All these point to an industry plagued by huge financial issues. In saner societies, a failure to pay staff wages is the gravest of crimes. I’m mature enough to understand that business owners can be hamstrung by periods of hardship and difficulty where it is actually impossible for them to remunerate their employees but this should not stop them from seeking to explain to their workers the situation at hand and making efforts to ensure it is nipped in the bud as soon as possible. I mean, there surely can’t be any employers who enjoy the embarrassment that comes from their refusal to pay salaries being front page news or a topic of discussion on Twitter.
The law courts should ordinarily serve as a mode through which redress could be sought. This was the route taken by six members of staff of Next including Sports Editor, Kayode Thomas who sued Olojede and the parent company, Timbuktu Media for non-payment of salaries and allowances; wrongful termination of appointment; and non-remittance of deducted pension benefits. The plaintiffs asked the court to order the management of Next to pay an aggregate sum of N4, 592,450.03 owed them in outstanding entitlements. They also sought a sum of N5 million each for general damages for "wrongful, unlawful, illegal and unconstitutional termination of their employment." An Editor and reporters coming together makes some sense. What happens to Adebola Rayo who in her first job coming out of school claims she is owed N253, 000 by Next? Can she afford to take on the stress of going through court proceedings that would cost her a significant portion of the money owed? Court proceedings tend to be drawn out so I can understand the refusal not to follow that avenue. How else can people get the money owed them? It’s unfair to suggest she forget the money and register it mentally as a charity job when it is her right stemming from her moments of toil and hard work. Some people prefer to be quiet about these things preferring not to contribute more embarrassment to the erring parties, but isn’t that allowing themselves to be taken advantage of?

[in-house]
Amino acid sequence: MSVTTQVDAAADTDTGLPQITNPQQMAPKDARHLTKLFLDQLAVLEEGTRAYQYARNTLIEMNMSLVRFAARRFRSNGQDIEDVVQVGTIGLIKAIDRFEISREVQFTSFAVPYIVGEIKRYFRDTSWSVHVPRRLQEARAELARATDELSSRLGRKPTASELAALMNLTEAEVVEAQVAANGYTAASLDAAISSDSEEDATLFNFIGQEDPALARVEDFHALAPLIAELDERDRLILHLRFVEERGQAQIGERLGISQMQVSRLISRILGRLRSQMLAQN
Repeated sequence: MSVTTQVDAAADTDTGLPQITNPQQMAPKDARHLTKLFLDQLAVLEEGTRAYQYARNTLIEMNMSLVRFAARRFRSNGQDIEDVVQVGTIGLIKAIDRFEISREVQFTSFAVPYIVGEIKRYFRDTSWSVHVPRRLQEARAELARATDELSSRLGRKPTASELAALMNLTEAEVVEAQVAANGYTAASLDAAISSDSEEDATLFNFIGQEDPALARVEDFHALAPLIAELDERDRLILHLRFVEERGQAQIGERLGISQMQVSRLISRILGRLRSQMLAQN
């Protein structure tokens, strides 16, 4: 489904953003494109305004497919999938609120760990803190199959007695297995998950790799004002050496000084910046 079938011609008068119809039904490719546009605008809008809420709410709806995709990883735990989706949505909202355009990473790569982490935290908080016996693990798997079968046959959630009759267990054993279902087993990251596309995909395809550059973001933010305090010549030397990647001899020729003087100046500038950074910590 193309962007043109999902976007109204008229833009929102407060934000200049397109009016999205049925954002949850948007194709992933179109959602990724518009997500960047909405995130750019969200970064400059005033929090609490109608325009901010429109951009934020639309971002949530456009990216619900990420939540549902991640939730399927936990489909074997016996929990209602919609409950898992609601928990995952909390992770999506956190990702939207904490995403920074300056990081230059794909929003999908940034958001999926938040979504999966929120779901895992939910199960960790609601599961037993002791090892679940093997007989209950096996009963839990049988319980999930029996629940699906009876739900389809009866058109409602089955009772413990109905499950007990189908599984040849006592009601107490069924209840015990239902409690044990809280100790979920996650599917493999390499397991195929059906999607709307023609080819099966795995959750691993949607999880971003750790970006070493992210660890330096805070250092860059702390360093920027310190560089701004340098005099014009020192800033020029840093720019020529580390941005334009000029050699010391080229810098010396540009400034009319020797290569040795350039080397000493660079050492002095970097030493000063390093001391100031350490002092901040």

The media are a sensitive and essential component of society. Their job is to act as watchdogs in ensuring that the rules and regulations that govern us are held to the highest standard. As Ikhide Ikheloa, a columnist during Next’s reign ponders “Those who won’t ask their pal, Dele Olojede to pay Nigerian writers pennies he owes them for slaving for him want debate on $67 billion! Hypocrites!”
His point is valid. If the media, the watchdogs of society who should help us police our thieving politicians are caught in this web, how can their audience take them with any atom of seriousness? How can they do their jobs sensibly when they don’t have money? A viable option is to resort to the life of brown envelope journalists who accept money for stories. Can we blame them? How can we hold them to account when their proprietors who preach the values of ethics and journalistic integrity aren’t walking the talk and are guilty of putting them in the very situations. Empathy is a major ingredient in this delicious food called Life and employers need to show more of it to their employees. Odds are that whilst they might not necessarily enjoy it, they would respect you for it and you’ll be able to go to bed at night without having your conscience eat at you. The question still remains, why is Obaigbena able to soldier on whilst Olojede has gone back into his cocoon?